In praise of servant followership

“. . . for all things are your servants” (Ps. 119:91b).
“They also serve who only stand and wait” (John Milton).

In my last column, I mentioned how the Scriptures tell us that all things are God’s servants. I commented that, in our culture, servanthood smacks of servitude, which is not very popular. To underscore this, I recently stopped by a huge Chapters/Indigo bookstore and checked out the titles on Leadership. There were literally hundreds of them (especially in the Business section), but I could find not one book on Following or Followership. A cursory online study of numerous colleges and universities (both secular and Christian) turned up lots of slogans about these institutions preparing leaders for the future. Christian colleges and universities sometimes used the “servant” modifier, as in servant leaders, but were nonetheless clear that their primary purpose consisted of creating leaders. Some of my friends and acquaintances who have pursued graduate degrees in Education do so almost exclusively in the field of Educational Leadership. Even my local public elementary school features a billboard that states in big print, EVERY READER A LEADER.

I am sceptical about this emphasis on leaders and leadership. Leaders, by definition, are rare. The sociologist Max Weber discovered that real leaders (those whom inspire others to follow) must possess a blend of uncommon personal traits and learned behaviours. He singled out the traits of charisma (enthusiasm and empathy) and expertise (specific knowledge and masterful communication skill). Few people have the gifts of personality and the training to combine these traits in such a way as to become leaders. Leaders must have followers. The reality is that most of us are followers. What I believe a good education should do (and especially a good Christian education), is to produce thoughtful, discerning followers who are able to evaluate their leaders in such a way as to decide whether they are indeed worthy of being followed.

I use a quote from the19th century British parliamentarian, Henry P. Brougham, as a tagline under my email signature. It reads, Education makes people easy to lead, but difficult to drive; easy to govern, but impossible to enslave. I like this quote because, rather than education focussing on producing leaders, it suggests that it should help create intelligent followers who, while willing to be led and governed by good leaders, are not willing to be ideologically enslaved by them. In that respect, good followers are like the Bereans (Acts 17: 10-11) who didn’t blindly follow Paul and Silas but “welcomed their message very eagerly [but] examined the scriptures every day to see whether these things were so.” Thoughtful, discerning followers will refuse to follow putative leaders whose charisma is nothing but hubris and whose exercise of power brings destruction. Certain political leaders, both the past and present, spring readily to mind.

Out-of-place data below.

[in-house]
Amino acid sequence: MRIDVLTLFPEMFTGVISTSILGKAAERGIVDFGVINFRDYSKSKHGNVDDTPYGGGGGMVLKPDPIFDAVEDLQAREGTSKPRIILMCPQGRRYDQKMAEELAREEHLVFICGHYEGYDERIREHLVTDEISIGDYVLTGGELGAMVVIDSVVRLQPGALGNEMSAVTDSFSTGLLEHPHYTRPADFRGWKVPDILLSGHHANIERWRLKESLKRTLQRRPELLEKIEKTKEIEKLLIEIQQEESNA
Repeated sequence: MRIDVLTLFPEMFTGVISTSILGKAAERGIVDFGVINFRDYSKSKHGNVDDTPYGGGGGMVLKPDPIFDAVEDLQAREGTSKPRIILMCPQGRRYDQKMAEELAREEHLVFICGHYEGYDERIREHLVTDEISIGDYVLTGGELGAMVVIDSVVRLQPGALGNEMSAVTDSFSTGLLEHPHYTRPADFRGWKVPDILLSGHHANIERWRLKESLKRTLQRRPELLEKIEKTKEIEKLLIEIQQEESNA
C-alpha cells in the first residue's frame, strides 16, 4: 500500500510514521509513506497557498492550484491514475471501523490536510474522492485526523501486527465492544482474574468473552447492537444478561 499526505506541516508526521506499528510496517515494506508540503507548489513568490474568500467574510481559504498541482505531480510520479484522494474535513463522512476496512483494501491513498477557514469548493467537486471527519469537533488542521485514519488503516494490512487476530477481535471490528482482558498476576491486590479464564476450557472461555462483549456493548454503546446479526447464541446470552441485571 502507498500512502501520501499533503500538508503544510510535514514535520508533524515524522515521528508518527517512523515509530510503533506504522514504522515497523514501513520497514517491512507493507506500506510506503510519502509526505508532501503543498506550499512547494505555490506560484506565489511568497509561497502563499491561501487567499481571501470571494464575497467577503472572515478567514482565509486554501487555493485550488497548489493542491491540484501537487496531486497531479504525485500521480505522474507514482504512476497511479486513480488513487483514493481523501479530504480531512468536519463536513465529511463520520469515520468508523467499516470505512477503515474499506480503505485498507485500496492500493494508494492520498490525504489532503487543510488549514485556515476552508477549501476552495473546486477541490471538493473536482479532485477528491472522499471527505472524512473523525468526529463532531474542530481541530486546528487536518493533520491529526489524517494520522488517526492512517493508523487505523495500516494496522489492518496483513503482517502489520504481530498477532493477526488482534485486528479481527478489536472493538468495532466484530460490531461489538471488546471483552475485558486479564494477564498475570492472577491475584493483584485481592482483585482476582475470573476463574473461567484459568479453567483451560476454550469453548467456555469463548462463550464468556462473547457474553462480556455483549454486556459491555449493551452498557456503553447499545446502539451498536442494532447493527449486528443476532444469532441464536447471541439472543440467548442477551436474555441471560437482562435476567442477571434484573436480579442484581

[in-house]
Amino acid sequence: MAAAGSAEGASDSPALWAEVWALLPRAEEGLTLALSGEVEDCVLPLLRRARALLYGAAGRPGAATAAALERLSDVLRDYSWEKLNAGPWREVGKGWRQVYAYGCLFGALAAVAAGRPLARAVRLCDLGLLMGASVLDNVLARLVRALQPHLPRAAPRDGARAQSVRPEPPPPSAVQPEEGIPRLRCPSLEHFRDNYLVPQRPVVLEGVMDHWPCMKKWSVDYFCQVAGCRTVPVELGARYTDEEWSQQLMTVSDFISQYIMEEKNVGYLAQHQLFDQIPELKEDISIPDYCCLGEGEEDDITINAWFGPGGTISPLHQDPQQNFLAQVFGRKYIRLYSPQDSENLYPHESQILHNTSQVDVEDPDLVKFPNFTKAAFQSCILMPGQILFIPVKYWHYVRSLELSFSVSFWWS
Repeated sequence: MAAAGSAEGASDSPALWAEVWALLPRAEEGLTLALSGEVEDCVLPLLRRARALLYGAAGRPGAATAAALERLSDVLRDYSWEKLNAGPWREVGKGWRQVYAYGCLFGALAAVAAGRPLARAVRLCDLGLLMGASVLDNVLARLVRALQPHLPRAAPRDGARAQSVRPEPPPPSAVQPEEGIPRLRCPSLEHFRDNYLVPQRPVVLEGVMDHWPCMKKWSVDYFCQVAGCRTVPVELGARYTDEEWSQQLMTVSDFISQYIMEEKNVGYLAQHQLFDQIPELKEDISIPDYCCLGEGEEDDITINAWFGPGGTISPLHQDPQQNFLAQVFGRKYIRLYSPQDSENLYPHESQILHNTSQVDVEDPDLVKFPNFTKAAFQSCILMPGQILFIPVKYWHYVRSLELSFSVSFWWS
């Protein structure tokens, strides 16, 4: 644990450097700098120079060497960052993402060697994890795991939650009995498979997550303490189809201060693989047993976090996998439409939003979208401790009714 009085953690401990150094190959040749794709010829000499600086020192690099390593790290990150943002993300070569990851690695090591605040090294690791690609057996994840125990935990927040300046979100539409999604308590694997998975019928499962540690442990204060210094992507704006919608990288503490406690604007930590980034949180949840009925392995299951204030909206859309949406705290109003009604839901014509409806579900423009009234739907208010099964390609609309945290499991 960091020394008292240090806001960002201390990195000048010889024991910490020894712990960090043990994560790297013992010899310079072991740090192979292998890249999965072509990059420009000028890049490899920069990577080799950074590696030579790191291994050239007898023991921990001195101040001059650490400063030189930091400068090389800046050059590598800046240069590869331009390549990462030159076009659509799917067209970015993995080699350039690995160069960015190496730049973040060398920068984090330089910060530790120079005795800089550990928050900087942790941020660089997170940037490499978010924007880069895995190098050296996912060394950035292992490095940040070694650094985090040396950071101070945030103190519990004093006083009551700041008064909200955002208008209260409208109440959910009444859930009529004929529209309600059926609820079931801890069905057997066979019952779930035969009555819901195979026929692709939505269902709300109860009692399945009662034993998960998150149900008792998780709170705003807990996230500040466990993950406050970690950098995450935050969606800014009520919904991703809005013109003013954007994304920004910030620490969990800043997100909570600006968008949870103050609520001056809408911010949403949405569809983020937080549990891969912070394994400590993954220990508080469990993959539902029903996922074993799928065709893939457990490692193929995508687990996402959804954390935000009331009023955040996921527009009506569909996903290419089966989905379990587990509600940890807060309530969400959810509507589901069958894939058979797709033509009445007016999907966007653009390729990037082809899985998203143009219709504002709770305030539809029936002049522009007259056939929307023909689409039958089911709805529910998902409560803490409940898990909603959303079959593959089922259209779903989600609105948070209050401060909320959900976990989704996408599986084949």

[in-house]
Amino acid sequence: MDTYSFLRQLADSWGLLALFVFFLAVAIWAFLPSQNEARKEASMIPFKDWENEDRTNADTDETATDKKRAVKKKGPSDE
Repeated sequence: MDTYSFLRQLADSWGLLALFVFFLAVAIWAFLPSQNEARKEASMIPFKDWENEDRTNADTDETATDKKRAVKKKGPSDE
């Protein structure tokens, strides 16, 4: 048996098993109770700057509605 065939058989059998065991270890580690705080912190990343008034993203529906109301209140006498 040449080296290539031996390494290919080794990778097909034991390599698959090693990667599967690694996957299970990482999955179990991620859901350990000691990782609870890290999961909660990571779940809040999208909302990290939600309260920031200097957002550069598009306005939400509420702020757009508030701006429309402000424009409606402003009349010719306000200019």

Ready to serve
John Milton was a great 17th century Christian poet and a leading apologist for religious freedom and education. He chafed at the realization that he was going blind in his early forties. He asked in his poem “When I Consider How My Light is Spent” why God would deny him his sight when he still had so much important work to do (Doth God exact day-labour, light denied?). However, on reflection, he realized that God doesn’t need our work or gifts of leadership to complete kingly work. While thousands at his bidding speed and post o’er land and ocean without rest: They also serve who only stand and wait.

Perhaps a humble, solicitous standing and waiting to be ready to serve where God calls is a more fitting Christian posture than the vainglorious hubris of calling all and sundry to leadership for which they may be neither gifted nor needed. I wonder if I’ll live to see the day when our Christian colleges and universities offer programs in servant “followership.” Now that would be a demonstration of real educational leadership.

 

 

Author

  • Robert (Bob) Bruinsma is a retired Professor of Education (The King’s University) living in Edmonton. He has interests in language and literature and loves birds and the outdoors. To help pass the time on long winter nights, he makes wine and beer (and drinks it in moderation) with his wife of 46 years (Louisa). Bob is a member of Fellowship CRC where he tells stories for children and happily participates in weekly communion. He and Louisa have three grown children and three little grandsons.

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